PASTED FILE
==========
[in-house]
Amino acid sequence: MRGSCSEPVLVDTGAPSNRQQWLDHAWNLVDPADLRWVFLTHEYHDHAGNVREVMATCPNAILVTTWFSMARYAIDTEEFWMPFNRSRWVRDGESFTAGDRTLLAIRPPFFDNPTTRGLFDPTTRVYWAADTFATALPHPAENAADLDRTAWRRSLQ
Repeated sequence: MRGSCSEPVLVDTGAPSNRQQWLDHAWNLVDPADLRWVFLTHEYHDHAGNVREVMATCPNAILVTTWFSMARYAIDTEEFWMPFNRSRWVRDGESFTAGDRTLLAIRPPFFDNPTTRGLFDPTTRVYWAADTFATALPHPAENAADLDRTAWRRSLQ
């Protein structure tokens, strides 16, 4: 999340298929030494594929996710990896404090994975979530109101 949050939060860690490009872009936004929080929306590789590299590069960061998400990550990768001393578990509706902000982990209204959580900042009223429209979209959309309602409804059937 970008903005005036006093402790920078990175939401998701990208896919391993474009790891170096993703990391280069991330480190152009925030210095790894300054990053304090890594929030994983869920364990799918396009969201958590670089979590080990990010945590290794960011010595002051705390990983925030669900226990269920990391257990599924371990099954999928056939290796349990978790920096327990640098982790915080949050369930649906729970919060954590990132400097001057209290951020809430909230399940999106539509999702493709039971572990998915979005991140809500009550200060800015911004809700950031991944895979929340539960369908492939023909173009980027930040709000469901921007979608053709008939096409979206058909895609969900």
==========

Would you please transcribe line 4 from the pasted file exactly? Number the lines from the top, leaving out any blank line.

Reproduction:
């Protein structure tokens, strides 16, 4: 999340298929030494594929996710990896404090994975979530109101 949050939060860690490009872009936004929080929306590789590299590069960061998400990550990768001393578990509706902000982990209204959580900042009223429209979209959309309602409804059937 970008903005005036006093402790920078990175939401998701990208896919391993474009790891170096993703990391280069991330480190152009925030210095790894300054990053304090890594929030994983869920364990799918396009969201958590670089979590080990990010945590290794960011010595002051705390990983925030669900226990269920990391257990599924371990099954999928056939290796349990978790920096327990640098982790915080949050369930649906729970919060954590990132400097001057209290951020809430909230399940999106539509999702493709039971572990998915979005991140809500009550200060800015911004809700950031991944895979929340539960369908492939023909173009980027930040709000469901921007979608053709008939096409979206058909895609969900």